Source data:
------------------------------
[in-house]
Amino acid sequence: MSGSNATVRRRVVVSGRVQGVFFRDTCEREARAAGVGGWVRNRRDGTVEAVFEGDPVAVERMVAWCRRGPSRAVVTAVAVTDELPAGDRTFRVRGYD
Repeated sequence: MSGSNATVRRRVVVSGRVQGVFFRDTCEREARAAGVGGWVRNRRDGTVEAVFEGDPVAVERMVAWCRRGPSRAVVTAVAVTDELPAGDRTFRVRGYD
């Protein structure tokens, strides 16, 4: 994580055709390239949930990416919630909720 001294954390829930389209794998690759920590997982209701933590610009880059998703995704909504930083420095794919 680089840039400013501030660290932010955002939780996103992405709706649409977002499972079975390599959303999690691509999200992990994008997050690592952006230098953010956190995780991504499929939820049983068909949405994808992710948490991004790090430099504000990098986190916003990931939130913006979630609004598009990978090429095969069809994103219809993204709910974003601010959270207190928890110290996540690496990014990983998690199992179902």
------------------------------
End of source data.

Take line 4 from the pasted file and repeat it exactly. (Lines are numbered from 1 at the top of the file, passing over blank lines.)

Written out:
């Protein structure tokens, strides 16, 4: 994580055709390239949930990416919630909720 001294954390829930389209794998690759920590997982209701933590610009880059998703995704909504930083420095794919 680089840039400013501030660290932010955002939780996103992405709706649409977002499972079975390599959303999690691509999200992990994008997050690592952006230098953010956190995780991504499929939820049983068909949405994808992710948490991004790090430099504000990098986190916003990931939130913006979630609004598009990978090429095969069809994103219809993204709910974003601010959270207190928890110290996540690496990014990983998690199992179902």